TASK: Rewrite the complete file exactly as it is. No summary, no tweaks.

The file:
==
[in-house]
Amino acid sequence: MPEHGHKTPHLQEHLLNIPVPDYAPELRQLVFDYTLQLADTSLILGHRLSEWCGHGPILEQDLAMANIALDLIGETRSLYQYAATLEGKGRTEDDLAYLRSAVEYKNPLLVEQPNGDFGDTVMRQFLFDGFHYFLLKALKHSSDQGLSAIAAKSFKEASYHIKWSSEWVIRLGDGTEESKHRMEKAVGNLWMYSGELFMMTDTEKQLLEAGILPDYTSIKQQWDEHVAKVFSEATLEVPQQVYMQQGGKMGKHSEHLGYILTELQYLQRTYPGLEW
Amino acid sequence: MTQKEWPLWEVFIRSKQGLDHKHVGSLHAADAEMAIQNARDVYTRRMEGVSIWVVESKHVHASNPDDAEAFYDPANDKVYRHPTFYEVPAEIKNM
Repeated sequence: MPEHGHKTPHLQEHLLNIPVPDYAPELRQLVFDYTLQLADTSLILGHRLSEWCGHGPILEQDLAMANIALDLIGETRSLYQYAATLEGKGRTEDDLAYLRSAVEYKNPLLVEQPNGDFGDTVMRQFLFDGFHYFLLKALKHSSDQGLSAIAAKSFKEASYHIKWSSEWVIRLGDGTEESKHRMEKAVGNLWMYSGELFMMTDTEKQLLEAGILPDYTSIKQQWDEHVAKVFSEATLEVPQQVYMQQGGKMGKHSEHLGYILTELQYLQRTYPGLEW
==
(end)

[in-house]
Amino acid sequence: MPEHGHKTPHLQEHLLNIPVPDYAPELRQLVFDYTLQLADTSLILGHRLSEWCGHGPILEQDLAMANIALDLIGETRSLYQYAATLEGKGRTEDDLAYLRSAVEYKNPLLVEQPNGDFGDTVMRQFLFDGFHYFLLKALKHSSDQGLSAIAAKSFKEASYHIKWSSEWVIRLGDGTEESKHRMEKAVGNLWMYSGELFMMTDTEKQLLEAGILPDYTSIKQQWDEHVAKVFSEATLEVPQQVYMQQGGKMGKHSEHLGYILTELQYLQRTYPGLEW
Amino acid sequence: MTQKEWPLWEVFIRSKQGLDHKHVGSLHAADAEMAIQNARDVYTRRMEGVSIWVVESKHVHASNPDDAEAFYDPANDKVYRHPTFYEVPAEIKNM
Repeated sequence: MPEHGHKTPHLQEHLLNIPVPDYAPELRQLVFDYTLQLADTSLILGHRLSEWCGHGPILEQDLAMANIALDLIGETRSLYQYAATLEGKGRTEDDLAYLRSAVEYKNPLLVEQPNGDFGDTVMRQFLFDGFHYFLLKALKHSSDQGLSAIAAKSFKEASYHIKWSSEWVIRLGDGTEESKHRMEKAVGNLWMYSGELFMMTDTEKQLLEAGILPDYTSIKQQWDEHVAKVFSEATLEVPQQVYMQQGGKMGKHSEHLGYILTELQYLQRTYPGLEW